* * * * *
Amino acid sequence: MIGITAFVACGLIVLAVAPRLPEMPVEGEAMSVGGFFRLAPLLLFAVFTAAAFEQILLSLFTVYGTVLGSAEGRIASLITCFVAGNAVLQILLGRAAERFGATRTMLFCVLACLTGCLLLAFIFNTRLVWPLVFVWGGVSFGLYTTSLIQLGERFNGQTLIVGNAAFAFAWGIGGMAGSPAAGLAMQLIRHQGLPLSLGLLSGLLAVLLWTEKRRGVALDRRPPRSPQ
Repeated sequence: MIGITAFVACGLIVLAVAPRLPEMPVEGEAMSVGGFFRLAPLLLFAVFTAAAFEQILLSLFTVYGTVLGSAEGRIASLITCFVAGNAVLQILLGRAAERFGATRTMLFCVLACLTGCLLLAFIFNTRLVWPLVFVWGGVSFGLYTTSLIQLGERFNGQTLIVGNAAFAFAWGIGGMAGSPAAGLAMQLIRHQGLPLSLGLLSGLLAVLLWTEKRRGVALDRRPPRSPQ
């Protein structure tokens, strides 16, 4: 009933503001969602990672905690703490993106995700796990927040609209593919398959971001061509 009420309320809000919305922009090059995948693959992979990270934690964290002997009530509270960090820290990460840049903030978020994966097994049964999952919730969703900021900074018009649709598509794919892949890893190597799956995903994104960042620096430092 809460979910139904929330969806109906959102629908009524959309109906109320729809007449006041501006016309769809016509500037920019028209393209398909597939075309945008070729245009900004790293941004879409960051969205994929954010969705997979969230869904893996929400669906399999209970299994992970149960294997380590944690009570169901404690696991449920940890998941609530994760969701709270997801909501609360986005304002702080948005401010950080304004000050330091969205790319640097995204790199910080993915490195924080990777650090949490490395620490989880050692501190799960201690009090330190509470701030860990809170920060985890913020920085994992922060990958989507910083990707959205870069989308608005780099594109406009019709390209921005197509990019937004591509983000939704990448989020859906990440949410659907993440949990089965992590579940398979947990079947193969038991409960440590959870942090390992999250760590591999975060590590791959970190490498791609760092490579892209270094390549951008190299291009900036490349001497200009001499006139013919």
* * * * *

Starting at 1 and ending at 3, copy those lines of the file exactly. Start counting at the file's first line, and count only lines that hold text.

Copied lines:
Amino acid sequence: MIGITAFVACGLIVLAVAPRLPEMPVEGEAMSVGGFFRLAPLLLFAVFTAAAFEQILLSLFTVYGTVLGSAEGRIASLITCFVAGNAVLQILLGRAAERFGATRTMLFCVLACLTGCLLLAFIFNTRLVWPLVFVWGGVSFGLYTTSLIQLGERFNGQTLIVGNAAFAFAWGIGGMAGSPAAGLAMQLIRHQGLPLSLGLLSGLLAVLLWTEKRRGVALDRRPPRSPQ
Repeated sequence: MIGITAFVACGLIVLAVAPRLPEMPVEGEAMSVGGFFRLAPLLLFAVFTAAAFEQILLSLFTVYGTVLGSAEGRIASLITCFVAGNAVLQILLGRAAERFGATRTMLFCVLACLTGCLLLAFIFNTRLVWPLVFVWGGVSFGLYTTSLIQLGERFNGQTLIVGNAAFAFAWGIGGMAGSPAAGLAMQLIRHQGLPLSLGLLSGLLAVLLWTEKRRGVALDRRPPRSPQ
């Protein structure tokens, strides 16, 4: 009933503001969602990672905690703490993106995700796990927040609209593919398959971001061509 009420309320809000919305922009090059995948693959992979990270934690964290002997009530509270960090820290990460840049903030978020994966097994049964999952919730969703900021900074018009649709598509794919892949890893190597799956995903994104960042620096430092 809460979910139904929330969806109906959102629908009524959309109906109320729809007449006041501006016309769809016509500037920019028209393209398909597939075309945008070729245009900004790293941004879409960051969205994929954010969705997979969230869904893996929400669906399999209970299994992970149960294997380590944690009570169901404690696991449920940890998941609530994760969701709270997801909501609360986005304002702080948005401010950080304004000050330091969205790319640097995204790199910080993915490195924080990777650090949490490395620490989880050692501190799960201690009090330190509470701030860990809170920060985890913020920085994992922060990958989507910083990707959205870069989308608005780099594109406009019709390209921005197509990019937004591509983000939704990448989020859906990440949410659907993440949990089965992590579940398979947990079947193969038991409960440590959870942090390992999250760590591999975060590590791959970190490498791609760092490579892209270094390549951008190299291009900036490349001497200009001499006139013919």